Three Publicity Tips for Marketing-Minded Financial Planners

Written by Ned Steele

Financial planners,repparttar first thing to know about reporters is this: they are busy.

Often, they are too busy to read a press release, too busy to wait for you to call back, too busy to findrepparttar 145529 "best" resource. This leads to three tips for marketing-minded financial planners.

When a reporter calls – move quickly

A reporter calls you. Great! Now what? Just remember this tip: media people rate you as a resource on strange criteria, such as … how fast you call them back. If you don’t call swiftly enough, they’ll quote someone else. Media time is not like regular time: for them, three hours is not a quick callback. It’s an eternity. And probably for you, it’s a missed opportunity.

Go Ahead, Marketing-Minded Financial Planners, Call a Reporter

Written by Ned Steele

Yes, you can call a reporter.

I've said it before, in dozens of articles and presentations to financial planners looking for free publicity. Hopefully now you’re getting comfortable withrepparttar idea. Go on. Pick uprepparttar 145528 phone. Reporters and newspeople are human beings likerepparttar 145529 rest of us.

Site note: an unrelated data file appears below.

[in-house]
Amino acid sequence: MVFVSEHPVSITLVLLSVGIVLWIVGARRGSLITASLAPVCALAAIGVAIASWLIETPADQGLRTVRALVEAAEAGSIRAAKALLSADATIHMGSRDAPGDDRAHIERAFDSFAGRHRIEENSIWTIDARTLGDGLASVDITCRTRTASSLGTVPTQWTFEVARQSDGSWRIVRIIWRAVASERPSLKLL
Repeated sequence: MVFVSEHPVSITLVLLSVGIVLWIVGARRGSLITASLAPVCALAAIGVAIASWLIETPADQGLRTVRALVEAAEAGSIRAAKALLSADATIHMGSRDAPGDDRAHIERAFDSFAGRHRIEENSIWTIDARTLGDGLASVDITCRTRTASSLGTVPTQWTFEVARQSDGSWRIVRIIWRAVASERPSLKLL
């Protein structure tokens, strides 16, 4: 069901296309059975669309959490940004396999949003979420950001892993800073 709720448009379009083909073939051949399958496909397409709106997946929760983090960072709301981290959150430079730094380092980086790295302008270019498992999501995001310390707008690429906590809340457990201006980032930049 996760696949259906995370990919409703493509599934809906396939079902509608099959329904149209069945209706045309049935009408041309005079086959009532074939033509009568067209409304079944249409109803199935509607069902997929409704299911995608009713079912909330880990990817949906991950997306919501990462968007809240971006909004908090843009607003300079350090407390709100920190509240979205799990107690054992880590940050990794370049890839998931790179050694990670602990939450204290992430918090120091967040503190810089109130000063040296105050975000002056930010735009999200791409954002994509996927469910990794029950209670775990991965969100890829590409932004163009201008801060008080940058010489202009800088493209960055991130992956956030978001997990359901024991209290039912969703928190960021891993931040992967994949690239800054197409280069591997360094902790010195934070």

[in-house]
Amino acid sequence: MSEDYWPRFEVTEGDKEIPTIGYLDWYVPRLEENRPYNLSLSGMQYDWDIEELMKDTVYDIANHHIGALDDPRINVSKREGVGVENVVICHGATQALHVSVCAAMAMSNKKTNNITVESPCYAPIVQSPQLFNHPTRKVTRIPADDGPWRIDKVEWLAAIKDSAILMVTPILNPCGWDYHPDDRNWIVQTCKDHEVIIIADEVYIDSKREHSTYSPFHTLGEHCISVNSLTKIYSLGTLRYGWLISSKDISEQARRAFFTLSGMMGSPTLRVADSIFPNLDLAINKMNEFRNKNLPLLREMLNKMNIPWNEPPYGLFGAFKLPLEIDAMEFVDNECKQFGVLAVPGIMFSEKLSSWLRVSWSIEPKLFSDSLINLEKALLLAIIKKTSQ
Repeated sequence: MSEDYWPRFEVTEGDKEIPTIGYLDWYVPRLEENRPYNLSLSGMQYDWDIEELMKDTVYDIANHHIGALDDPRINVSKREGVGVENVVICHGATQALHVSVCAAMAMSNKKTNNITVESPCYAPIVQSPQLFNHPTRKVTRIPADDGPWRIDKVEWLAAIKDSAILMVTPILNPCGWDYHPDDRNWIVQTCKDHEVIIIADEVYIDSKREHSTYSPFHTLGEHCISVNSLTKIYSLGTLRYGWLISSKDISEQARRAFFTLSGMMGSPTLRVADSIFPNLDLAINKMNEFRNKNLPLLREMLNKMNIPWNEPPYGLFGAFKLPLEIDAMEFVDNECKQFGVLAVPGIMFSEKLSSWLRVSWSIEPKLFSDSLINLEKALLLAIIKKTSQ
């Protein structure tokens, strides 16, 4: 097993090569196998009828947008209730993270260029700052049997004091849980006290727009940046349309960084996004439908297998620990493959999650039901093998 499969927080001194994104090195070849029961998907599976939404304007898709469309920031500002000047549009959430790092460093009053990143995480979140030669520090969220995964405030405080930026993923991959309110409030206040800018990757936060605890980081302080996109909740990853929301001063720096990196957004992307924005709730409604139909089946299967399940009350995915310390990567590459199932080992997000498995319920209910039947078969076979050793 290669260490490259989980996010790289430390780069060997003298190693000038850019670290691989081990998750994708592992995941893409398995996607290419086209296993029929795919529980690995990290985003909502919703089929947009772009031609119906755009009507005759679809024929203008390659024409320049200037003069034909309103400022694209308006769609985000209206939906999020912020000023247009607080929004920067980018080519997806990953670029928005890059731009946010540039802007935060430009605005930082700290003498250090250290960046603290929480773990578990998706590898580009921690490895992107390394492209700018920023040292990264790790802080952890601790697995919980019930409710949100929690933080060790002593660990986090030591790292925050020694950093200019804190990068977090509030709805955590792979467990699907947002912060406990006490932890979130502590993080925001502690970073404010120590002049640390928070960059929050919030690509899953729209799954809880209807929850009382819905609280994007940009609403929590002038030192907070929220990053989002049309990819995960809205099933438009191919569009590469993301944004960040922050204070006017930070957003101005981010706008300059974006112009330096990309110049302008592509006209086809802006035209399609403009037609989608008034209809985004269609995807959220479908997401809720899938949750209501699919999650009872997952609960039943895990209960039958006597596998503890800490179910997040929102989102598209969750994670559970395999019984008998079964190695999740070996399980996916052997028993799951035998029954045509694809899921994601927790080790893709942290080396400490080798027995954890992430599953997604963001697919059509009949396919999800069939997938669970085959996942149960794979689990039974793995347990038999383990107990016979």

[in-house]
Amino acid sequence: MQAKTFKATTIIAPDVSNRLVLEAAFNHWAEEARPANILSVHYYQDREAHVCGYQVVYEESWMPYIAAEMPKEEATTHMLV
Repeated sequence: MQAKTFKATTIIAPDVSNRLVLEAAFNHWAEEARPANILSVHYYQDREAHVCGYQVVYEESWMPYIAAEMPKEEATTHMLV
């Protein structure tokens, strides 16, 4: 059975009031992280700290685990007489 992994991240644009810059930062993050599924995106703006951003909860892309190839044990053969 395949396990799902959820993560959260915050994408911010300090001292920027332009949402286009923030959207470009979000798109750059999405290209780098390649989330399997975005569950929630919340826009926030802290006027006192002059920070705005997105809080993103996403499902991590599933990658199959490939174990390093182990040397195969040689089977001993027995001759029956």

They can, and do, take phone calls.

Just be ready with a couple of useful story ideas – about your topic and expertise, not about you – and chances are they’ll listen.

A great phone opening to use with busy reporters is to always ask first: “Is this a good time to talk?”

Amazingly, many people think reporters don’t want to hear from them. Wrong! Offer information they need, and they’ll welcome your call. (But not at deadline time, which is usually inrepparttar 145530 afternoon. Call or email by about 1 p.m.)

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